It always comes down to time.
As journalists and storytellers, we are constantly faced with limits to our time: every story has a deadline, every shoot has an end, and — particularly in TV and radio — every word we speak takes up valuable space in our story’s window.
But that says nothing of our limits in dealing with free time. How much do we choose to invest? Do we work a little longer to make a story just right? Do we get up early to call sources?
And do we attempt to master every new wave of technology that comes through the universe?
I have been a journalist for 12 years, and in that seemingly short span, I have already seen the rise of Facebook, Twitter, apps, Instagram, and Vine on social media. In each case, we as a journalism community seemed to go through a similar cycle: early resistance, followed by sweeping infatuation, ending with a happy medium of incorporation. Some outlets have fared better than others; Twitter remains the go-to way to update breaking news in a flash, while Facebook has become the place to build devoted followings and start conversations. Instagram and Vine have seen less success in the journalism community; Vine in particular seems to have fallen spectacularly after such an invigorating start. I possess a Vine account but rarely use it; I know few journalists who remain committed to it.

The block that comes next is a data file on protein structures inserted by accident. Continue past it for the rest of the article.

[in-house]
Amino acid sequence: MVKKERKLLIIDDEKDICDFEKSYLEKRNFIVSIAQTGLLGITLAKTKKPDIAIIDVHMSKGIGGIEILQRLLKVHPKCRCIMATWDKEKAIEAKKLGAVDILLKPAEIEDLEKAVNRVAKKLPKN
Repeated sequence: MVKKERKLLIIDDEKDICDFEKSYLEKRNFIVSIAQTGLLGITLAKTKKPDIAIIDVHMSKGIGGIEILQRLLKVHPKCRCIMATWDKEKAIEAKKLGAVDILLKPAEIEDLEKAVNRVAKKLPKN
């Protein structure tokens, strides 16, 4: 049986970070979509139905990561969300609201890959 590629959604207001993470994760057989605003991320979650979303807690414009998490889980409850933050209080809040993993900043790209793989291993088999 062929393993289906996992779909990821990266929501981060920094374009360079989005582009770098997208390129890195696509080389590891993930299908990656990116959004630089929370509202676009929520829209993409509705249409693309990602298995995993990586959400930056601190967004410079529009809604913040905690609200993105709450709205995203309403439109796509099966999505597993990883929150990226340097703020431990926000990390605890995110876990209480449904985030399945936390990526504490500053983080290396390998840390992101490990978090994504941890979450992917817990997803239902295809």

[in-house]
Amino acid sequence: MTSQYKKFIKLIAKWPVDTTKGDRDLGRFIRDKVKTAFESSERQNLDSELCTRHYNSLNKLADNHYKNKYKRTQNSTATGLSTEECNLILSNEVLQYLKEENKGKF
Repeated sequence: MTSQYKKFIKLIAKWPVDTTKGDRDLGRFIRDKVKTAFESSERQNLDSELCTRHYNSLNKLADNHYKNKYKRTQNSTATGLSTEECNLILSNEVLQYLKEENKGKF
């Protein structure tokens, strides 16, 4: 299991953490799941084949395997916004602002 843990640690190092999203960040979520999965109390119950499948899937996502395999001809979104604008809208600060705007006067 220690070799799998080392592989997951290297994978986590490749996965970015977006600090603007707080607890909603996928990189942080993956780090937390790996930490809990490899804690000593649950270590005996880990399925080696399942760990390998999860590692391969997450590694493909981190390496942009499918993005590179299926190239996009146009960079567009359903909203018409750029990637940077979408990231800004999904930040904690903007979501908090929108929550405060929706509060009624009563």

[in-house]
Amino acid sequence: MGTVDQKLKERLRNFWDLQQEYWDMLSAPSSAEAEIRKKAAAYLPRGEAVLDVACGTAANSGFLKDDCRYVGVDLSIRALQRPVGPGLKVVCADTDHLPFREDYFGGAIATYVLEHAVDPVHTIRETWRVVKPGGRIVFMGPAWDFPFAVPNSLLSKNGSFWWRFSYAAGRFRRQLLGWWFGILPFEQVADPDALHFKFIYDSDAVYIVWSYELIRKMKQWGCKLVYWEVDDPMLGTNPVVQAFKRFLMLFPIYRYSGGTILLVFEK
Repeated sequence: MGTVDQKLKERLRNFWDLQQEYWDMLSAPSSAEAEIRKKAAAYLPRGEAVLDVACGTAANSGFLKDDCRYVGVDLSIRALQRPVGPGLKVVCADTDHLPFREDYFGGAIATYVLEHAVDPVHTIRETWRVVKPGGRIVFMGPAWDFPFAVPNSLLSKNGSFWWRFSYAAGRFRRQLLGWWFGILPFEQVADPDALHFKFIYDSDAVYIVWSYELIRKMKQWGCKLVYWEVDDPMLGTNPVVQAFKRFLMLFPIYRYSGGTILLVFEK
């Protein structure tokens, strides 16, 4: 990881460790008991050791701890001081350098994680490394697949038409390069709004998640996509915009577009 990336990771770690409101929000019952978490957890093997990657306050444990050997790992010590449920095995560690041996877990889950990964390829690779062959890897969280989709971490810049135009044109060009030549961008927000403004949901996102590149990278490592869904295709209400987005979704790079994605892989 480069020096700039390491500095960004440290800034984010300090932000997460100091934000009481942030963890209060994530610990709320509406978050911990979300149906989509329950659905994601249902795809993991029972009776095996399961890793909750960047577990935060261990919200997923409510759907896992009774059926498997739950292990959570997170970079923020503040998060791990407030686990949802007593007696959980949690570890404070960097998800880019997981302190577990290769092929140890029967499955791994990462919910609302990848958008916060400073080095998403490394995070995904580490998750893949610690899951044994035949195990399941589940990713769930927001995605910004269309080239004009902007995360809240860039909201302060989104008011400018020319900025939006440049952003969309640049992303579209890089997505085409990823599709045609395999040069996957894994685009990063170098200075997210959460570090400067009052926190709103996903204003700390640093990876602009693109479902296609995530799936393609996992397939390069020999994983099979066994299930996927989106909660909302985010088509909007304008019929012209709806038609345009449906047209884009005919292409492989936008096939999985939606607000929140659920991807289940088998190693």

Now comes Periscope.
And now comes that same cycle. (more…)